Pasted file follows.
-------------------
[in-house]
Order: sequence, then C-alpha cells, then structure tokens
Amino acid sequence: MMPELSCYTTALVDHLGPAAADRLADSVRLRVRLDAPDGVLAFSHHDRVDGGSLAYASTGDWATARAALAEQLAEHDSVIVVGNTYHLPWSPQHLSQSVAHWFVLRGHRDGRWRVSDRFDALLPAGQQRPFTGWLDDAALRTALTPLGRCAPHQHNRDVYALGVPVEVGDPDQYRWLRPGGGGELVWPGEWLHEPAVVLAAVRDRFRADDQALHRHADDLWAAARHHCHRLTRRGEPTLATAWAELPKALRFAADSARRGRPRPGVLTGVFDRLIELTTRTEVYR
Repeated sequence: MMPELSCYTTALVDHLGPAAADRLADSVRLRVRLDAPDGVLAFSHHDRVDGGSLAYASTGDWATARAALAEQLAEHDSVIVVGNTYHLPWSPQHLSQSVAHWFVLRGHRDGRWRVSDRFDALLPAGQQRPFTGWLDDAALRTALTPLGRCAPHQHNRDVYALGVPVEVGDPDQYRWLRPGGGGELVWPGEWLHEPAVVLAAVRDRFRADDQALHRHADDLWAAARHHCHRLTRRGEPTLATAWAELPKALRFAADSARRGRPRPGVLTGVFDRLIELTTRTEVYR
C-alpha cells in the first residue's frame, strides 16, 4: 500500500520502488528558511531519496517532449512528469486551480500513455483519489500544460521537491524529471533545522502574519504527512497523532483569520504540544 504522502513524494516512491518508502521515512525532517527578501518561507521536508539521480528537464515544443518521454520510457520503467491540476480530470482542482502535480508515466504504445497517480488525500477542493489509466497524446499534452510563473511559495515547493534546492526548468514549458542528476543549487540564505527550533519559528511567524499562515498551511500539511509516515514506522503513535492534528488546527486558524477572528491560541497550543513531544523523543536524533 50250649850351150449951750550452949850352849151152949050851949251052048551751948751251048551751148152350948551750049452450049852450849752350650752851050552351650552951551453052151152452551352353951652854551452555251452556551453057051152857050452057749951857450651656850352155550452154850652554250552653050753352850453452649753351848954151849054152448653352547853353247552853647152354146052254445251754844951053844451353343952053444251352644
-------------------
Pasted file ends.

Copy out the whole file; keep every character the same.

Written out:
[in-house]
Order: sequence, then C-alpha cells, then structure tokens
Amino acid sequence: MMPELSCYTTALVDHLGPAAADRLADSVRLRVRLDAPDGVLAFSHHDRVDGGSLAYASTGDWATARAALAEQLAEHDSVIVVGNTYHLPWSPQHLSQSVAHWFVLRGHRDGRWRVSDRFDALLPAGQQRPFTGWLDDAALRTALTPLGRCAPHQHNRDVYALGVPVEVGDPDQYRWLRPGGGGELVWPGEWLHEPAVVLAAVRDRFRADDQALHRHADDLWAAARHHCHRLTRRGEPTLATAWAELPKALRFAADSARRGRPRPGVLTGVFDRLIELTTRTEVYR
Repeated sequence: MMPELSCYTTALVDHLGPAAADRLADSVRLRVRLDAPDGVLAFSHHDRVDGGSLAYASTGDWATARAALAEQLAEHDSVIVVGNTYHLPWSPQHLSQSVAHWFVLRGHRDGRWRVSDRFDALLPAGQQRPFTGWLDDAALRTALTPLGRCAPHQHNRDVYALGVPVEVGDPDQYRWLRPGGGGELVWPGEWLHEPAVVLAAVRDRFRADDQALHRHADDLWAAARHHCHRLTRRGEPTLATAWAELPKALRFAADSARRGRPRPGVLTGVFDRLIELTTRTEVYR
C-alpha cells in the first residue's frame, strides 16, 4: 500500500520502488528558511531519496517532449512528469486551480500513455483519489500544460521537491524529471533545522502574519504527512497523532483569520504540544 504522502513524494516512491518508502521515512525532517527578501518561507521536508539521480528537464515544443518521454520510457520503467491540476480530470482542482502535480508515466504504445497517480488525500477542493489509466497524446499534452510563473511559495515547493534546492526548468514549458542528476543549487540564505527550533519559528511567524499562515498551511500539511509516515514506522503513535492534528488546527486558524477572528491560541497550543513531544523523543536524533 50250649850351150449951750550452949850352849151152949050851949251052048551751948751251048551751148152350948551750049452450049852450849752350650752851050552351650552951551453052151152452551352353951652854551452555251452556551453057051152857050452057749951857450651656850352155550452154850652554250552653050753352850453452649753351848954151849054152448653352547853353247552853647152354146052254445251754844951053844451353343952053444251352644